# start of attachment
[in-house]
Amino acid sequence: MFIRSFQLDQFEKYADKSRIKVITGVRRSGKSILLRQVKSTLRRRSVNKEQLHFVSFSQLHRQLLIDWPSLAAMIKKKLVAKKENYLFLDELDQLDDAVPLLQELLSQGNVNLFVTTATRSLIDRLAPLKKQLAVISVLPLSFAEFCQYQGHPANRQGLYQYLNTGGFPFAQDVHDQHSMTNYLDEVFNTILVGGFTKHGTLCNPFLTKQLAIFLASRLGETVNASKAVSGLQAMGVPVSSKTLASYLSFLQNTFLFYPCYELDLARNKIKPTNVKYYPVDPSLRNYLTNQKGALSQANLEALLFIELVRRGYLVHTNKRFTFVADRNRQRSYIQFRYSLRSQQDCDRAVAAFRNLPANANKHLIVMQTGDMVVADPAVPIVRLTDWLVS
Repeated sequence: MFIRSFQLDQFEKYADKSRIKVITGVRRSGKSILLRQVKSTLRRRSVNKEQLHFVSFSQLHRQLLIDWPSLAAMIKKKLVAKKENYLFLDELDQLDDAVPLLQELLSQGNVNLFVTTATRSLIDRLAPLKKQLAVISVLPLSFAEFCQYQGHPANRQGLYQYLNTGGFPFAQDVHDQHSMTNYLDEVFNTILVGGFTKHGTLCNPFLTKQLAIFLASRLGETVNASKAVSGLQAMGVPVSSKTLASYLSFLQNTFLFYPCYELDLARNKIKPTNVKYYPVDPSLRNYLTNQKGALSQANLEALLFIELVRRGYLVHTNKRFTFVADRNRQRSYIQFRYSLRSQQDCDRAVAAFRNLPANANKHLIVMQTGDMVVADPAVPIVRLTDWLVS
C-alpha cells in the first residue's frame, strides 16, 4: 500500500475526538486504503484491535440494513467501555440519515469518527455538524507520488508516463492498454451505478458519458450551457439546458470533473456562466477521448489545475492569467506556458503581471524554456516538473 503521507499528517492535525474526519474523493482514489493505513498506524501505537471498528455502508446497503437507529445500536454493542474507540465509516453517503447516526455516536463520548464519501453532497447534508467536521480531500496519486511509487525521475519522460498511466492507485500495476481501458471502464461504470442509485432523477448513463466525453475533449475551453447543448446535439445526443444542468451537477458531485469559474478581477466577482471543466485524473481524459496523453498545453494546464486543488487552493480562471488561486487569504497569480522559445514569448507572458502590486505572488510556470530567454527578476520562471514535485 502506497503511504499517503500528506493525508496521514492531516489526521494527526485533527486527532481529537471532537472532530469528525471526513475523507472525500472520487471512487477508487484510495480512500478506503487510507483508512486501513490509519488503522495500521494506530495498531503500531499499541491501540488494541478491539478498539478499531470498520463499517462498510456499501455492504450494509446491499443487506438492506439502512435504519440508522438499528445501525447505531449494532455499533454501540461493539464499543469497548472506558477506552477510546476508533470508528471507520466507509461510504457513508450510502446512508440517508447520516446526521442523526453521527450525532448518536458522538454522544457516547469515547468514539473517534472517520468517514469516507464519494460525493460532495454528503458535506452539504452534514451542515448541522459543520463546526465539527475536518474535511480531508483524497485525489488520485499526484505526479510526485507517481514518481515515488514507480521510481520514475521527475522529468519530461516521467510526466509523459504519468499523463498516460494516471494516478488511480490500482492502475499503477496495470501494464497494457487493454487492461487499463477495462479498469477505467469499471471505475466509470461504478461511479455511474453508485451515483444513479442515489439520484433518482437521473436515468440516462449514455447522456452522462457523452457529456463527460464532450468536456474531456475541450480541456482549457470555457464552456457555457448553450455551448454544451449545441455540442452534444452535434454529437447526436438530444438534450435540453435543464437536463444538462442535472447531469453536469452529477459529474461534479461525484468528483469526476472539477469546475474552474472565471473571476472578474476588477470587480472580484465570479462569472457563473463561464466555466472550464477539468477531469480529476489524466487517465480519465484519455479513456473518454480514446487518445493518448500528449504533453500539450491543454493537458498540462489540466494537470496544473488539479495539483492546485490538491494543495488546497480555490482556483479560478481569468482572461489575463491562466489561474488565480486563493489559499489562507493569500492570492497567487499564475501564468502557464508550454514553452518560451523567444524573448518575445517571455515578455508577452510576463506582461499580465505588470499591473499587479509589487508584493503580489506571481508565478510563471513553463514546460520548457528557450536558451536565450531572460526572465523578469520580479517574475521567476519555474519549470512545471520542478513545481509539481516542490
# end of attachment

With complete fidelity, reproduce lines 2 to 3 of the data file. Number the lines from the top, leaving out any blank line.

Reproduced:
Amino acid sequence: MFIRSFQLDQFEKYADKSRIKVITGVRRSGKSILLRQVKSTLRRRSVNKEQLHFVSFSQLHRQLLIDWPSLAAMIKKKLVAKKENYLFLDELDQLDDAVPLLQELLSQGNVNLFVTTATRSLIDRLAPLKKQLAVISVLPLSFAEFCQYQGHPANRQGLYQYLNTGGFPFAQDVHDQHSMTNYLDEVFNTILVGGFTKHGTLCNPFLTKQLAIFLASRLGETVNASKAVSGLQAMGVPVSSKTLASYLSFLQNTFLFYPCYELDLARNKIKPTNVKYYPVDPSLRNYLTNQKGALSQANLEALLFIELVRRGYLVHTNKRFTFVADRNRQRSYIQFRYSLRSQQDCDRAVAAFRNLPANANKHLIVMQTGDMVVADPAVPIVRLTDWLVS
Repeated sequence: MFIRSFQLDQFEKYADKSRIKVITGVRRSGKSILLRQVKSTLRRRSVNKEQLHFVSFSQLHRQLLIDWPSLAAMIKKKLVAKKENYLFLDELDQLDDAVPLLQELLSQGNVNLFVTTATRSLIDRLAPLKKQLAVISVLPLSFAEFCQYQGHPANRQGLYQYLNTGGFPFAQDVHDQHSMTNYLDEVFNTILVGGFTKHGTLCNPFLTKQLAIFLASRLGETVNASKAVSGLQAMGVPVSSKTLASYLSFLQNTFLFYPCYELDLARNKIKPTNVKYYPVDPSLRNYLTNQKGALSQANLEALLFIELVRRGYLVHTNKRFTFVADRNRQRSYIQFRYSLRSQQDCDRAVAAFRNLPANANKHLIVMQTGDMVVADPAVPIVRLTDWLVS